Also, make sure you have all the required documents before submitting your application. Missing even one document can delay the process or result in your application being denied. For example, if you’re applying for a grant that requires tax returns, make sure you have your most recent ones to hand.

5. Complete the application

When you have all the required documents, you can start filling out the application. Take your time and fill out the application carefully. Remember, this is your chance to show why you deserve the scholarship, so you want to make a good impression.

Also, be sure to proofread your application before submitting it. This will ensure that there are no errors or typos that could result in your application being rejected.

Basically, when filling out the application, you should simply take your time and be as detailed as possible. The more information you can provide, the better your chances of receiving a grant. Be on the lookout for any required essays or letters of recommendation and be sure to include them when prompted. Everything else should be straightforward.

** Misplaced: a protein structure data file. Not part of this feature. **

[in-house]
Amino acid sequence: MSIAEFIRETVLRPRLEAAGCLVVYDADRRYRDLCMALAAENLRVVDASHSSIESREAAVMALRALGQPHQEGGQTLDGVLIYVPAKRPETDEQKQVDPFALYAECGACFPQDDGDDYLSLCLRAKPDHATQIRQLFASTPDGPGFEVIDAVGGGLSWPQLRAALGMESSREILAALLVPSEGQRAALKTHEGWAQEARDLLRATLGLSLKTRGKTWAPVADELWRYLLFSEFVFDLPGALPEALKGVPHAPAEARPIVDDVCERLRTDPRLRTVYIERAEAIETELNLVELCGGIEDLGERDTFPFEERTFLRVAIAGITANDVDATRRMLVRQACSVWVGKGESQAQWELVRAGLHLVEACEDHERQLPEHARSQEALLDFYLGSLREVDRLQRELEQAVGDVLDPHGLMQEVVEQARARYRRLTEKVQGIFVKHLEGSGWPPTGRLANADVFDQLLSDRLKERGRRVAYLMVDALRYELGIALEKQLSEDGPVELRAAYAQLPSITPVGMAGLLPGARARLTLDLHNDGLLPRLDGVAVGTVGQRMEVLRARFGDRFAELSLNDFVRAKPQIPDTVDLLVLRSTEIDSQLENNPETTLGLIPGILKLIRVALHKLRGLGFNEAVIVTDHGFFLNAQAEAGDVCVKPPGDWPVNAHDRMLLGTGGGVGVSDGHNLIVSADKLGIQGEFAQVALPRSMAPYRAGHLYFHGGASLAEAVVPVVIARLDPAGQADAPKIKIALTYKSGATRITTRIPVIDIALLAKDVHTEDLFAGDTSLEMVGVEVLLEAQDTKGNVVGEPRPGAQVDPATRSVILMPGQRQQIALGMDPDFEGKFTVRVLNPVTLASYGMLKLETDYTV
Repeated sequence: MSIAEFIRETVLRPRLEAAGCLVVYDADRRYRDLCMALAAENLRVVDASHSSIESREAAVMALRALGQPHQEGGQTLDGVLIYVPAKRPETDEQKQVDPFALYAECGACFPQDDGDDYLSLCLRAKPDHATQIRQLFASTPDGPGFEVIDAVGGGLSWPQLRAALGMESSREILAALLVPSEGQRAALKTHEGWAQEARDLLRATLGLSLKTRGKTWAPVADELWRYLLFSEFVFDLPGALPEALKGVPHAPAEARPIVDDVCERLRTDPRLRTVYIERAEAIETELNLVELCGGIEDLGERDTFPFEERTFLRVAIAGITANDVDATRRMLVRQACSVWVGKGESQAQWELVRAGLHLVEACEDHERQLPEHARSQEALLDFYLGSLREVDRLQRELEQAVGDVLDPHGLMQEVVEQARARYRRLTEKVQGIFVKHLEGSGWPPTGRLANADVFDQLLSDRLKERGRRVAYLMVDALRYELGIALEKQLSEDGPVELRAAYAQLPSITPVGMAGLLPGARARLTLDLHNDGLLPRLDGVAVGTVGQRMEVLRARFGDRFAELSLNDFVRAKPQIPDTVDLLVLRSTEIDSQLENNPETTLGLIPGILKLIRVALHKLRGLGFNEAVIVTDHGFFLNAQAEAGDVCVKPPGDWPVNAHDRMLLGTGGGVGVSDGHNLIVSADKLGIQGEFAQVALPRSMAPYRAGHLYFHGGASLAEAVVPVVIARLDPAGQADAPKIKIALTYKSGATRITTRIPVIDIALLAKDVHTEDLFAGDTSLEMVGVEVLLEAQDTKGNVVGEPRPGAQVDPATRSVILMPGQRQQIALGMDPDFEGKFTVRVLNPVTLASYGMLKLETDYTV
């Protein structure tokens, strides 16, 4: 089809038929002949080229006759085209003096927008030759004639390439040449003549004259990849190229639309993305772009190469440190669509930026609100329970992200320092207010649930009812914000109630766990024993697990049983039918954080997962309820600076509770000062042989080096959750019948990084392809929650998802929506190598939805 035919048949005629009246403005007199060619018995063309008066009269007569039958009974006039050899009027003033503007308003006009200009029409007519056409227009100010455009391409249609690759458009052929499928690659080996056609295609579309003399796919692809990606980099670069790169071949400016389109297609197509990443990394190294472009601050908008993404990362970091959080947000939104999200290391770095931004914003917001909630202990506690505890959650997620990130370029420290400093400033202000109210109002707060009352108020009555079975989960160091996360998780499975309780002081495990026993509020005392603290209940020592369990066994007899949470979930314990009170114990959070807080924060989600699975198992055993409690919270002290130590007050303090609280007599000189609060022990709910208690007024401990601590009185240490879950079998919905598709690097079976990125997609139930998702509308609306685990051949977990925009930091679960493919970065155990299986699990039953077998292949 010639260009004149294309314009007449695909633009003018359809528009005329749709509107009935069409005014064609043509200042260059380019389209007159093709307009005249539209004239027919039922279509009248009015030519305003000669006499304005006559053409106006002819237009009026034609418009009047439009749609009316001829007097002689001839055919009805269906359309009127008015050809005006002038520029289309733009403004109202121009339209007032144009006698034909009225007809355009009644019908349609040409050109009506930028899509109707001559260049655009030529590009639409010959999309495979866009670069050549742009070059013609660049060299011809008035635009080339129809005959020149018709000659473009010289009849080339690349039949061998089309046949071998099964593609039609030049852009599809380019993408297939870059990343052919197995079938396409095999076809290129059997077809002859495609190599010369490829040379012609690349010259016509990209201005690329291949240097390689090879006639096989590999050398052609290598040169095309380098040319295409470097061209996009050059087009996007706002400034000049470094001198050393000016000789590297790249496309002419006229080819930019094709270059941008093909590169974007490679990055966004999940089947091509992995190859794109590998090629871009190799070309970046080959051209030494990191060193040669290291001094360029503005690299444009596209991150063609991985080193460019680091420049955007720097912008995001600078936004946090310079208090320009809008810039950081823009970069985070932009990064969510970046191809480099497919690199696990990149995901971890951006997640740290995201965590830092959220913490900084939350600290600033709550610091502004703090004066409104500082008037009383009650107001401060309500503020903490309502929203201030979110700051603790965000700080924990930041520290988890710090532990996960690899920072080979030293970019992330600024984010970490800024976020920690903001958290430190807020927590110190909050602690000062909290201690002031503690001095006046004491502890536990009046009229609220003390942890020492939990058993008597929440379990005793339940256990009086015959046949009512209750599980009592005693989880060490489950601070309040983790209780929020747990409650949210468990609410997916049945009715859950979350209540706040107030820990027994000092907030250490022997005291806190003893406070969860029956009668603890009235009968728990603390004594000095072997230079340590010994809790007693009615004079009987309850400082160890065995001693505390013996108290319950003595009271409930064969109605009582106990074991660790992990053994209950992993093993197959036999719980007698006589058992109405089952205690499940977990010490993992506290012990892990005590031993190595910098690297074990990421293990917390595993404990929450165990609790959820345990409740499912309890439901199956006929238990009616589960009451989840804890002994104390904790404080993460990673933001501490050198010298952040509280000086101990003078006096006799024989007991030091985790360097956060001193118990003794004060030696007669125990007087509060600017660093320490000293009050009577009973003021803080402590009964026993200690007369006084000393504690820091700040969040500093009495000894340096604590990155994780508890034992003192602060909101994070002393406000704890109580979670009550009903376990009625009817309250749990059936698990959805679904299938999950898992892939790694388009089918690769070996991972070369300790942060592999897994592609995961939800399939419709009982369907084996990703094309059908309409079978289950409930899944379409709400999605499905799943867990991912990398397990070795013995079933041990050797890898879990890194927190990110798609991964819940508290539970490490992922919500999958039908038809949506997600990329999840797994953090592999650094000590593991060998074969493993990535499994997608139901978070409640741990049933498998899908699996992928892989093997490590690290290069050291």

6. Submit your application

After you’ve double-checked your application and made sure everything is in order, it’s time to submit it. Make sure you submit your application in time for it to be reviewed.

Also, keep a copy of your application and all required documents for your records. This comes in handy when you need to track your application or when there are problems with it.

If you are selected as a recipient of the grant, other copies may also be required. Things like tax returns may also need to be filed, so have those ready as well.